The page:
A Mouth with Two Sides by Toirdealbhach Ó Lionáird

Mag and Sheila await the return of their Italian hairdresser Sergio who has nipped out the back for a smoke.

Sheila: Hi Mag! Is there any sign of that fella coming back?

Mag: Shur he only went out there a minute ago Sheila.

Sheila: Wouldn’t you think he’d try one ‘o them new-fangled smoking machines, you know the electric ones, and be suckin’on it in here instead of keeping us waiting?

Mag: He could I suppose. Have you tried one?

Sheila: Shur why would I and I not smoking any more? Gave ‘em up forty years ago last November as you well know. Best day of my life bar the day I buried my mother-in-law, although the weather was bad that day too. Isn’t it just cat outside? My new hairdo will be destroyed, that is, if I ever reach the street. Is there any sign of that fella at all?

Silence except for the drone of the hair dryers behind them.

Sheila: You know, that fella’s like a woman, always on about hair and makeup and hand cream. I mean, did you ever hear of a man interested in minding his hands? Do you think he might be one of them gays? All them hairdressers are shur.

Silence. Mag has drifted off to the hum of the dryers behind them. Sheila doesn’t notice.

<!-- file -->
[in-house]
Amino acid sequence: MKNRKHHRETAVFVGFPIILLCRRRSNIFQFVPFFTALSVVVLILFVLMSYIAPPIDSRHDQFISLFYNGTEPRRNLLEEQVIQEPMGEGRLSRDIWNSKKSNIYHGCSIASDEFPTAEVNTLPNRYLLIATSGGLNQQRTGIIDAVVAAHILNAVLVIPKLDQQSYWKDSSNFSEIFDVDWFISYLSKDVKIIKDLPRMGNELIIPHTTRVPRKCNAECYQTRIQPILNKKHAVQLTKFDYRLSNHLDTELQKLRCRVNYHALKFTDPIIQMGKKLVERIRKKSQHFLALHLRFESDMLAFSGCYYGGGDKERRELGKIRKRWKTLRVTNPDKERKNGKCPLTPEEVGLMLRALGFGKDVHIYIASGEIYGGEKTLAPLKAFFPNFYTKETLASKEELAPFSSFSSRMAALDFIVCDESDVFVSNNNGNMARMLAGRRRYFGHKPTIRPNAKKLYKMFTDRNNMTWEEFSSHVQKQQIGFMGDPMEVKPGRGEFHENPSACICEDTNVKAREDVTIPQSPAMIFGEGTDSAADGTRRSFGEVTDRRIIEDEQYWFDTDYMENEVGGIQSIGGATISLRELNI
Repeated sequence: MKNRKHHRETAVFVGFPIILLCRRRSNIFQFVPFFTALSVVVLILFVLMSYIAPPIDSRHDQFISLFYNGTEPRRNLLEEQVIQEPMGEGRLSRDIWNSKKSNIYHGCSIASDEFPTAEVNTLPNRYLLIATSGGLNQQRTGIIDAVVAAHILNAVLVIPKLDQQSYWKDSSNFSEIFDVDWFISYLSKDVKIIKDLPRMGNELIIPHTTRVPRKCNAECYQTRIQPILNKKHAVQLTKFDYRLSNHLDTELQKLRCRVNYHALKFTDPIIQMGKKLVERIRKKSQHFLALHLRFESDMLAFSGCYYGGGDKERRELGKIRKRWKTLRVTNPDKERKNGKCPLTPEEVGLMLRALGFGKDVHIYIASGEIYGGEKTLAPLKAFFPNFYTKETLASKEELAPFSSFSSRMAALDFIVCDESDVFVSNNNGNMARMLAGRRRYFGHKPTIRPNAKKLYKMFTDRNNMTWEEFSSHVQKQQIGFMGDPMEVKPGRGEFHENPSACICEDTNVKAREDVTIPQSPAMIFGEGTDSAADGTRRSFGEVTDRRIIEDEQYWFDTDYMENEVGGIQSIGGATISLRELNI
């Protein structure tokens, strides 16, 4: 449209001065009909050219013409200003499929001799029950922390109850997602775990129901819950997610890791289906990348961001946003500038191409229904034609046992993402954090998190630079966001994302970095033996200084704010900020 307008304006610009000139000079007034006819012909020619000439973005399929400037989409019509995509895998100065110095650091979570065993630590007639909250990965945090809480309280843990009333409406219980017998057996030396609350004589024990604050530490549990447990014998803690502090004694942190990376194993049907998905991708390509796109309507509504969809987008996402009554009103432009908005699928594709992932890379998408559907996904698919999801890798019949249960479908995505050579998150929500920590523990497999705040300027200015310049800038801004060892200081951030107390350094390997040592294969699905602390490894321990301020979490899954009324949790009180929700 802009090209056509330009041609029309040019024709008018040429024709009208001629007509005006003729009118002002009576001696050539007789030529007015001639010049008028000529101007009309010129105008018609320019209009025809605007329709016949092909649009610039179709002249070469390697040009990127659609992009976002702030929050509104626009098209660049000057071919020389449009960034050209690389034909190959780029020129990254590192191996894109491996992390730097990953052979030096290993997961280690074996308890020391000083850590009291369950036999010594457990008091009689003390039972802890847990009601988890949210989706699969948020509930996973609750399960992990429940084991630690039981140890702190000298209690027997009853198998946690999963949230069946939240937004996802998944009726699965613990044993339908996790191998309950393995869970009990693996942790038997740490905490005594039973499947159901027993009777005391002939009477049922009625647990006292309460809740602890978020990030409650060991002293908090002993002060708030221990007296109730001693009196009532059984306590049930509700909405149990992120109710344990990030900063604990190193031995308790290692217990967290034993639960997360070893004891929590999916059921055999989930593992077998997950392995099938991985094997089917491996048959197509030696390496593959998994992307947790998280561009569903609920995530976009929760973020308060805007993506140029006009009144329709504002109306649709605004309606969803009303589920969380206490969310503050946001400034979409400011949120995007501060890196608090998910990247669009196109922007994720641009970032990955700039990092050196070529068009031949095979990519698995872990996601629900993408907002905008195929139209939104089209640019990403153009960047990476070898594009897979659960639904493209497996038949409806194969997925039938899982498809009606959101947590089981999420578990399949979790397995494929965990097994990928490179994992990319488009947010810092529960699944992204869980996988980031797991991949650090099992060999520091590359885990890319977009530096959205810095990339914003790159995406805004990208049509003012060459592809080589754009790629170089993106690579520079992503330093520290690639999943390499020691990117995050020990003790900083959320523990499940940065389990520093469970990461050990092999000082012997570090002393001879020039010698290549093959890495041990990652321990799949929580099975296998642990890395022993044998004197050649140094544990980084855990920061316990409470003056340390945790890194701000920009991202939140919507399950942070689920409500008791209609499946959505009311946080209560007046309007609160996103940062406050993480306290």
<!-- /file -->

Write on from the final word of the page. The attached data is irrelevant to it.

Sheila: He better be back soon or I’ll take myself off somewhere else. I hear that Sandra down High Street is only half the price and half the wait too if you ask me!

Sheila: Mag? All the tables at the Château will be taken if he doesn’t get a move on. I mean, we pay good money and provide good conversation and news and here we are like two stupid auld wans. Wouldn’t he just get a move on?

Just then, Sergio returns, reeking of tobacco smoke and aftershave. Mag wakes up from her slumber. Sheila cracks a wide smile as he reappears behind her. 

Sheila: Oh Sergio! We hardly noticed you were gone, did we Mag?

Mag: No, no. I was resting my eyes for a moment and then you were back.

Sheila: You’re a great hairdresser Sergio, no matter what they say. And you’ve such lovely hands!

Toirdealbhach Ó Lionáird comes from Killarney, Co. Kerry but works in the Múscraí Gaeltacht in Co. Cork. He writes short fiction and poetry in English and Irish and has a special interest in drama.  He won the second Mash Stories Short Story Competition. Find him on his blog or follow him on Twitter

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